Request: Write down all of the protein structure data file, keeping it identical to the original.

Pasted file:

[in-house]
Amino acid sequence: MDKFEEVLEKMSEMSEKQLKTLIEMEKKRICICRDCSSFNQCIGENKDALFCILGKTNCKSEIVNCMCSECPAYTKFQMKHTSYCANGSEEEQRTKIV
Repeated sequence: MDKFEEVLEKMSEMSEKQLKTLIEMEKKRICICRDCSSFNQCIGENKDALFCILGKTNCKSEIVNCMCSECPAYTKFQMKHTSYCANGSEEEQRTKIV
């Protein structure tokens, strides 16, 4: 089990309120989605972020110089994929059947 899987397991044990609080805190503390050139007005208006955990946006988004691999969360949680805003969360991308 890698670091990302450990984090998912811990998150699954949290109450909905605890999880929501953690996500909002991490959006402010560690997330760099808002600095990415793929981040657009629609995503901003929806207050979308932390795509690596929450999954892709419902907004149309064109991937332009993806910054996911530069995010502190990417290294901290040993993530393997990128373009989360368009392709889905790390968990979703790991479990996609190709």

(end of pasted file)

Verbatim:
[in-house]
Amino acid sequence: MDKFEEVLEKMSEMSEKQLKTLIEMEKKRICICRDCSSFNQCIGENKDALFCILGKTNCKSEIVNCMCSECPAYTKFQMKHTSYCANGSEEEQRTKIV
Repeated sequence: MDKFEEVLEKMSEMSEKQLKTLIEMEKKRICICRDCSSFNQCIGENKDALFCILGKTNCKSEIVNCMCSECPAYTKFQMKHTSYCANGSEEEQRTKIV
């Protein structure tokens, strides 16, 4: 089990309120989605972020110089994929059947 899987397991044990609080805190503390050139007005208006955990946006988004691999969360949680805003969360991308 890698670091990302450990984090998912811990998150699954949290109450909905605890999880929501953690996500909002991490959006402010560690997330760099808002600095990415793929981040657009629609995503901003929806207050979308932390795509690596929450999954892709419902907004149309064109991937332009993806910054996911530069995010502190990417290294901290040993993530393997990128373009989360368009392709889905790390968990979703790991479990996609190709």